I started by reverse engineering the Bobber. I digitalised the engine with a scanner to get the exact geometry and dimensions to design around. With the 2D design as reference, the frame started to take shape 3D, via Autodesk Fusion 360 CAD software.

Straight away, I generated 16 parts that needed to be milled from solid aluminum. These went to Scheffers Engineering in Norway, and were combined with tubing to create a new three-piece aluminum frame.

The 69ci (1,133cc) V-twin engine was the only part of the original Scout that I kept—aside from the axles. Everything else was designed and built from scratch.

“At this point, half the available time had already passed,” “Time became my enemy. Working my day job 40 hours a week, and building this bike as well, started to take its toll. My only choice was to work late during the nights.”

The handmade gas tank was an even bigger challenge than the frame, because I needed to fit several components inside.

The tank literally forms part of the frame—there is no backbone under it—and hides the engine air intake, the air filter and the electronic brains of the Scout. They’re split into two boxes: a Motogadget m.unit control unit and a Carrot ECU engine management system.

The tank is entirely handmade out of sheet metal. The left and middle sections hold the fuel and air intake, and the right side (where you can see the body gap) is a cover that hides the electronics, throttle body, air filter and fuel pump.

Fortunately for me, a helpful selection of partners jumped into the fray. There’s a full carbon fork from CeraCarbon Racing, with diamond-cut ceramic-coated carbon fork tubes to add a modern race feel. The rear suspension is a one-off system inspired by modern MTB bike design.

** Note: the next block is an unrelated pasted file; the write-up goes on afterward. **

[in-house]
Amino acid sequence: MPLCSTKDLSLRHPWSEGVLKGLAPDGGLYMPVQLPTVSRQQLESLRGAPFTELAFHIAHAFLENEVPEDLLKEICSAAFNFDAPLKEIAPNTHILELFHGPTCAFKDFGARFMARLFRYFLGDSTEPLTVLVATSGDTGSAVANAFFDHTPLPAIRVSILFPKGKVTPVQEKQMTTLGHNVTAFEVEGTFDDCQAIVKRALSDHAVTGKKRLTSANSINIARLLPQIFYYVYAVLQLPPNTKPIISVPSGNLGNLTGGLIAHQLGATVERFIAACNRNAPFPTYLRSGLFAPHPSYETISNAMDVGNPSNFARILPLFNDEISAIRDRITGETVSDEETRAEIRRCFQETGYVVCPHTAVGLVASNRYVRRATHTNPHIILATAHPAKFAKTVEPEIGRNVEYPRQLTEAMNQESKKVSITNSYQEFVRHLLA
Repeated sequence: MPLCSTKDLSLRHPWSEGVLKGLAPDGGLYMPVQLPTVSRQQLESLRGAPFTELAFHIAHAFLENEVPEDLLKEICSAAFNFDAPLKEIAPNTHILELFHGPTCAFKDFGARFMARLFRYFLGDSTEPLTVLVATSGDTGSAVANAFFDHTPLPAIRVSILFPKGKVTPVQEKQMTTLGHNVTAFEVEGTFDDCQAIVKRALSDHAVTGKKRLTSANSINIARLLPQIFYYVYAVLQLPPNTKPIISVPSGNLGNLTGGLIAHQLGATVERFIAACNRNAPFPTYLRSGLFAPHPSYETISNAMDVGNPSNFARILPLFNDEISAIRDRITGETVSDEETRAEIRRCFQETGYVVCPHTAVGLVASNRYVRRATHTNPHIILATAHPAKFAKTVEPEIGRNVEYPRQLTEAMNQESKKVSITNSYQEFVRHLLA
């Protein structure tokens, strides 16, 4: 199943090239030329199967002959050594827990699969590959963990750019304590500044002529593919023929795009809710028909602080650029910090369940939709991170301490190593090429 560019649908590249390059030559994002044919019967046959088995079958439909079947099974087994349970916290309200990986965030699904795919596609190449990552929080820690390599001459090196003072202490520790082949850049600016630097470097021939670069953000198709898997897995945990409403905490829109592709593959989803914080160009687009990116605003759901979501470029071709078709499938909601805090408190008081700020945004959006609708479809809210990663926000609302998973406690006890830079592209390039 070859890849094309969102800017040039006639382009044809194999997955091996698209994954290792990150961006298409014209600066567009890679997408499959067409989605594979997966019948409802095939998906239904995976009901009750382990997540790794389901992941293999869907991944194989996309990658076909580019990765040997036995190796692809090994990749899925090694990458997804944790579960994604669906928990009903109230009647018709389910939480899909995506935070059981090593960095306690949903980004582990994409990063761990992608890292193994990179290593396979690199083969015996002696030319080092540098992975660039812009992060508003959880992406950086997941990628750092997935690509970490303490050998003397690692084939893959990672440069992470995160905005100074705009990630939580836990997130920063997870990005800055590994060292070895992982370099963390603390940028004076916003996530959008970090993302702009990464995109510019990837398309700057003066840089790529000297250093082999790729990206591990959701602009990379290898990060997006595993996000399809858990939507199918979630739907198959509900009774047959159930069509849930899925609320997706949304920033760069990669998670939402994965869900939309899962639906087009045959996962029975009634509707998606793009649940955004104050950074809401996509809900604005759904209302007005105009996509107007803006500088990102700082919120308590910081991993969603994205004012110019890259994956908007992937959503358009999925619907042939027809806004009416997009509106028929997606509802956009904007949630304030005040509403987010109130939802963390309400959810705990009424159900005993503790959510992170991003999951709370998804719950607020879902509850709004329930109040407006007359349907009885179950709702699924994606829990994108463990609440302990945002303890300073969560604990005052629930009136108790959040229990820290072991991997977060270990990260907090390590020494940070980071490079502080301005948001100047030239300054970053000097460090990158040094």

A set of one-off rims from JSR Service are fitted with a custom Moto-Master brake system and Brembo calipers. Old Dutch Leatherworks made the seat and DNA Performance Filters produced a one-off air filter to fit the space underneath the gas tank.

Finally, Kellermann supplied the ridiculously small turn signals, which also act as braking lights.
Sending off all the parts for paint, powder coat and anodizing gave me a few days to catch up on sleep and focus on planning a trip to Akrapovič.

Together with a friend we put the semi-assembled Scout Bobber into a rented van and drove over 1,200 kilometers across Europe to the titanium foundry at Akrapovič’s headquarters in Slovenia.

“We were overwhelmed with what we saw, and the way Akrapovič committed themselves to the project.” The Slovenian experts also have form with custom Indians: they helped with the amazing Appaloosa Scout Bobber from Workhorse too.

When you press that start button there is just the sound of violence. The two short Titanium pipes just roar and you can feel the sound trough your entire body. flames spitting out of the exhaust, exhaust pressure just blowing everything out of the way. Riding the bike is a complete different story then riding my regular ride a MT-07. This really gives a feel of how loud and noisy the board track races must have been 100 years ago with barely 20″ long exhausts.

I’m very curious to your verdict as judges and looking forward to the reactions of the audience.